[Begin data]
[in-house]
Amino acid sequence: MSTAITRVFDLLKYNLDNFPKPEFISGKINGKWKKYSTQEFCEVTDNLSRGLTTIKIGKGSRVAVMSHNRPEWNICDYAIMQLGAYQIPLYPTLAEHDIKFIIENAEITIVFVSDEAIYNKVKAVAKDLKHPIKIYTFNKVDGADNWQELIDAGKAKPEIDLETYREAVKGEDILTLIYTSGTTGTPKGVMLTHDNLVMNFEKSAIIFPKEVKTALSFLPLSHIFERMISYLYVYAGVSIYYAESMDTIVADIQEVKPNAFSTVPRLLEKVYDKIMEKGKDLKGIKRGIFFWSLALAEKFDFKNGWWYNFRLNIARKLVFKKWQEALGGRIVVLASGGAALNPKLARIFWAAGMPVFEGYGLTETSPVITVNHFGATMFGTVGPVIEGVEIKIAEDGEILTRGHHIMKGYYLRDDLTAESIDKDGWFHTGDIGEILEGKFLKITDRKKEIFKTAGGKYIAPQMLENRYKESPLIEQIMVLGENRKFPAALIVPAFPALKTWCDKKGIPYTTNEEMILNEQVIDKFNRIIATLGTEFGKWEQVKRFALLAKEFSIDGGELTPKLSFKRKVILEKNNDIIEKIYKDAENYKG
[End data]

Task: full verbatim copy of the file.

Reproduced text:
[in-house]
Amino acid sequence: MSTAITRVFDLLKYNLDNFPKPEFISGKINGKWKKYSTQEFCEVTDNLSRGLTTIKIGKGSRVAVMSHNRPEWNICDYAIMQLGAYQIPLYPTLAEHDIKFIIENAEITIVFVSDEAIYNKVKAVAKDLKHPIKIYTFNKVDGADNWQELIDAGKAKPEIDLETYREAVKGEDILTLIYTSGTTGTPKGVMLTHDNLVMNFEKSAIIFPKEVKTALSFLPLSHIFERMISYLYVYAGVSIYYAESMDTIVADIQEVKPNAFSTVPRLLEKVYDKIMEKGKDLKGIKRGIFFWSLALAEKFDFKNGWWYNFRLNIARKLVFKKWQEALGGRIVVLASGGAALNPKLARIFWAAGMPVFEGYGLTETSPVITVNHFGATMFGTVGPVIEGVEIKIAEDGEILTRGHHIMKGYYLRDDLTAESIDKDGWFHTGDIGEILEGKFLKITDRKKEIFKTAGGKYIAPQMLENRYKESPLIEQIMVLGENRKFPAALIVPAFPALKTWCDKKGIPYTTNEEMILNEQVIDKFNRIIATLGTEFGKWEQVKRFALLAKEFSIDGGELTPKLSFKRKVILEKNNDIIEKIYKDAENYKG